Last but not least, the book as a whole is much larger than its parts. Hamilton makes a compelling case for the rich intellectual life and sociorreligious concerns of Iberian Jews and conversos in late medieval Castile and the rare opportunity afforded by the surviving corpus of Hebrew aljamiado texts to glimpse into the inner world of its proto-Sephardic readers, a variegated community of women and men with complex religious identities and multiple cultural allegiances astride Judaism and Christianity, yet living at the perilous threshold of new Inquisitorial threats. Indeed, I am hard-pressed to find any similar book-length study in the Ibero-medieval field centered on a single multi-authored medieval codex (her stimulating response to Dagenais' provocative exercise on material philology applied to Libro de buen amor) and one that manages to paint such a rich portrait of its readership with comparable acumen and aplomb. Yes, Professor Hamilton has written an important book on Ibero-medieval intellectual life. It will be of fundamental interest to Hispanists and Hebraists, literary historians, historians of medieval philosophy and scholars of religion at large.
1. Michelle Hamilton and María Morrás, "Un nuevo testimonio de la 'Danza de la muerte': hacia la versión primitiva," in Actas del VIII Congreso Internationcal de La Asociación Hispánica de Literaturea Medieval (1999), eds. Margarita Freixas y Silvia Iriso (Santander, 2001), vol. 1, pp. 1341-1352.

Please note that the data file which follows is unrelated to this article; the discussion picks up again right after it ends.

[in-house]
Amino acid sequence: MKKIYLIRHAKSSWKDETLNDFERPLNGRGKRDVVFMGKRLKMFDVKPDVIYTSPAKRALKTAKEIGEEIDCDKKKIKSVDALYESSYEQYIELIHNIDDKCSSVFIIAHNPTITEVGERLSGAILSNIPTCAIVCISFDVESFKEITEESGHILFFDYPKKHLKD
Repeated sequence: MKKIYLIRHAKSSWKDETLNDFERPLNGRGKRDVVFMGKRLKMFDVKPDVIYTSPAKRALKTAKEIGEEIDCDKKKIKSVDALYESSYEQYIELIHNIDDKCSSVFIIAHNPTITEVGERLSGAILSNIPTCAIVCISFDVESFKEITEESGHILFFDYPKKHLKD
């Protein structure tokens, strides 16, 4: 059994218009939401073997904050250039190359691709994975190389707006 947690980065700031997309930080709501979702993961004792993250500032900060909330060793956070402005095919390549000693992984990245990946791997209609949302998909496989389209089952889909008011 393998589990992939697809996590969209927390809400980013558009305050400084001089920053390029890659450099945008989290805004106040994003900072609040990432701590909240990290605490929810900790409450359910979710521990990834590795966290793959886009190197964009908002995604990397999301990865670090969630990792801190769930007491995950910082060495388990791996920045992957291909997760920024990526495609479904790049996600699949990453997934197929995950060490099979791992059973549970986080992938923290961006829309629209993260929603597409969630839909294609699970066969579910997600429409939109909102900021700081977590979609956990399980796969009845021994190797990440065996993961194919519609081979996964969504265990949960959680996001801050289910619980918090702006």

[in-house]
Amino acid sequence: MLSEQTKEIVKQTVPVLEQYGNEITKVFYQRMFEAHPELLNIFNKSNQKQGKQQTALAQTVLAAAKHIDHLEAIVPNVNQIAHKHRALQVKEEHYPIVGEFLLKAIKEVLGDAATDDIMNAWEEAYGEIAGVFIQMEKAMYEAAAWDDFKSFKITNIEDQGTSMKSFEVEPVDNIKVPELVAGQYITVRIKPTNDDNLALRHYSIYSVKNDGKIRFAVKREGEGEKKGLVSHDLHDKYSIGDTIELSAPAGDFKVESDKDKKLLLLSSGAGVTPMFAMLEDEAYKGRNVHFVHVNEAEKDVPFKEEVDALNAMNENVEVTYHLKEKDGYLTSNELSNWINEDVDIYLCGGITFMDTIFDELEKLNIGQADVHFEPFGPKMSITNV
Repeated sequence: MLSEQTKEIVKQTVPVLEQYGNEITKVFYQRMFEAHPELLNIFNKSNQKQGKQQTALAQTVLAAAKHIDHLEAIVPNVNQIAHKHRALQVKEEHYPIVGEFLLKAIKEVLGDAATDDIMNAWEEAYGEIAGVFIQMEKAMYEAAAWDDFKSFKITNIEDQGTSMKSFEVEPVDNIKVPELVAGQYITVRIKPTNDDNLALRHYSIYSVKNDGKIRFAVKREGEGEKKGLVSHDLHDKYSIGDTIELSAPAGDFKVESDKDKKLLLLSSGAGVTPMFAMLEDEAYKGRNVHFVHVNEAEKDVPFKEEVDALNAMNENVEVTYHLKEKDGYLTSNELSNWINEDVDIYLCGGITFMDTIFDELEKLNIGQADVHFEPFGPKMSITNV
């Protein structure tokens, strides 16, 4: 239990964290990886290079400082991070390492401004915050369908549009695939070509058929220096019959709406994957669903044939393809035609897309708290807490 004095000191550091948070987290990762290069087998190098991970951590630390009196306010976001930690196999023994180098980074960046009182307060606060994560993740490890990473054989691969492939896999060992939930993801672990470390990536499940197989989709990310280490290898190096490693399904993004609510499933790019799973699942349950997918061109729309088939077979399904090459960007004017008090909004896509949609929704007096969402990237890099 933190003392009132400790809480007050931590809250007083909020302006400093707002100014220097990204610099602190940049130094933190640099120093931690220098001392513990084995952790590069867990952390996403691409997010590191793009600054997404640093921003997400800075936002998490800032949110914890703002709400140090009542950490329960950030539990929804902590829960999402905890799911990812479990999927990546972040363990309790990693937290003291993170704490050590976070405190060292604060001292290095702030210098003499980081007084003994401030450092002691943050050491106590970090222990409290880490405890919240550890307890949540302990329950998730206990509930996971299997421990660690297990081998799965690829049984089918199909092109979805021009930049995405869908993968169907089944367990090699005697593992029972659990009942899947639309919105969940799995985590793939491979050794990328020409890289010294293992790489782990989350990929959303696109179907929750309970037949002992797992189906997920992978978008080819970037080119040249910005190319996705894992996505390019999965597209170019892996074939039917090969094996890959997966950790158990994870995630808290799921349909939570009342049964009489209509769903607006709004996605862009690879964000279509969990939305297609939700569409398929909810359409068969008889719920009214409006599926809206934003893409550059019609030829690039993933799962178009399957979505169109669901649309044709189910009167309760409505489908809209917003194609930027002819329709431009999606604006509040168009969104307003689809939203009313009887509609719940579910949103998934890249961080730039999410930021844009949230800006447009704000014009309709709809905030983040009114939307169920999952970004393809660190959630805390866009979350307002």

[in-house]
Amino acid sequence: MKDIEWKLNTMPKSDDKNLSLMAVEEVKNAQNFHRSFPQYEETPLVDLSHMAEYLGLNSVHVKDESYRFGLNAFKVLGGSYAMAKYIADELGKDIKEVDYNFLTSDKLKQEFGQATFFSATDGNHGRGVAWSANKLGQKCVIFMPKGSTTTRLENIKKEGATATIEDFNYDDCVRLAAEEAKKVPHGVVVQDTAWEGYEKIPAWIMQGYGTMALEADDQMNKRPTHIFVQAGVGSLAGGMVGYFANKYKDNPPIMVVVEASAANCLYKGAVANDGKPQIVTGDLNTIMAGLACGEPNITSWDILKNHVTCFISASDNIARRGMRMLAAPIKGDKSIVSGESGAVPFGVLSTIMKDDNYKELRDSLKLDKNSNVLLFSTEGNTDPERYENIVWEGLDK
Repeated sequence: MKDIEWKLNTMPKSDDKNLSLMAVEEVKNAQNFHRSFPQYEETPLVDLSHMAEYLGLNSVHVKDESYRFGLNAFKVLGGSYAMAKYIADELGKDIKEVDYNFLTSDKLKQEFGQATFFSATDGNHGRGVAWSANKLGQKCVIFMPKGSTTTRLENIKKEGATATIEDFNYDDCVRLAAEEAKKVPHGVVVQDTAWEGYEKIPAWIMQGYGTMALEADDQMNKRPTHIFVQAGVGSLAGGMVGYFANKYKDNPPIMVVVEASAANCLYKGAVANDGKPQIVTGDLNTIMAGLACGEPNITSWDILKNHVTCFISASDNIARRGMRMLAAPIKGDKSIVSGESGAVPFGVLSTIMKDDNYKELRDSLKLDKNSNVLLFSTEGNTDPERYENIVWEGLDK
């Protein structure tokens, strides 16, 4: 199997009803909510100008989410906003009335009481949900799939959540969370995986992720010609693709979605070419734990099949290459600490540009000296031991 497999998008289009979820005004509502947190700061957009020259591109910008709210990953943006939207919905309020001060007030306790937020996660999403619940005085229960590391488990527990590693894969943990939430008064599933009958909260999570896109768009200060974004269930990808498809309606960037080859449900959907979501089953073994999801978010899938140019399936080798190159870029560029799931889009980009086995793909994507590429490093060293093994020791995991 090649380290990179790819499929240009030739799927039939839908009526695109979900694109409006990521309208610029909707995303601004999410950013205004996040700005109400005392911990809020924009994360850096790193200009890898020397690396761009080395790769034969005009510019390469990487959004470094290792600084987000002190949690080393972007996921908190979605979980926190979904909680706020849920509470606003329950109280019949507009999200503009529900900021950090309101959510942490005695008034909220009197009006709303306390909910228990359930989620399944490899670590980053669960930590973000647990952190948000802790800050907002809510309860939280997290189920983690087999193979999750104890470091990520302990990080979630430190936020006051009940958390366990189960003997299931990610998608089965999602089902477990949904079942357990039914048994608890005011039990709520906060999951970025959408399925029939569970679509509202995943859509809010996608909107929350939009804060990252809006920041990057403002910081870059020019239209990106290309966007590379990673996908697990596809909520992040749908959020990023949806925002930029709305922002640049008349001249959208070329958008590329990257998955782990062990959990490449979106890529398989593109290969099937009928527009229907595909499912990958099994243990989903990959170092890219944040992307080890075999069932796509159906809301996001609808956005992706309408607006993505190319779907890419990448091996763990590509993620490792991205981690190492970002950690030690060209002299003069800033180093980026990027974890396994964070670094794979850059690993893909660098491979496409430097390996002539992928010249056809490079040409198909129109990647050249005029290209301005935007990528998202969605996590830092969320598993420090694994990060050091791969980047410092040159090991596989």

2. John Zemke, "In memorial Charles Cook, Mentor of Samuel G. Armistead," in Spain's Multicultural Legacies. Studies in Honor of Samuel G. Armistead, eds. Adrienne L. Martín y Cristina Martínez-Carazo (Delaware: Juan de la Cuesta, 2008), 333-347; Bernard Septimus, "A Medieval Judeo-Spanish Poem on the Complementarity of Faith and Works and its Intellectual Roots," in New Perspectives on Jewish-Christian Relations, eds. Elisheva Carlebach and Jacob J. Schacter (Leiden: Brill, 2012), 227-239.
3. Michelle Hamilton (ed.), "Debating Love: A Fifteenth Century Aljamiado Joc-Partit," eHumanista 14 (2010): 127-145.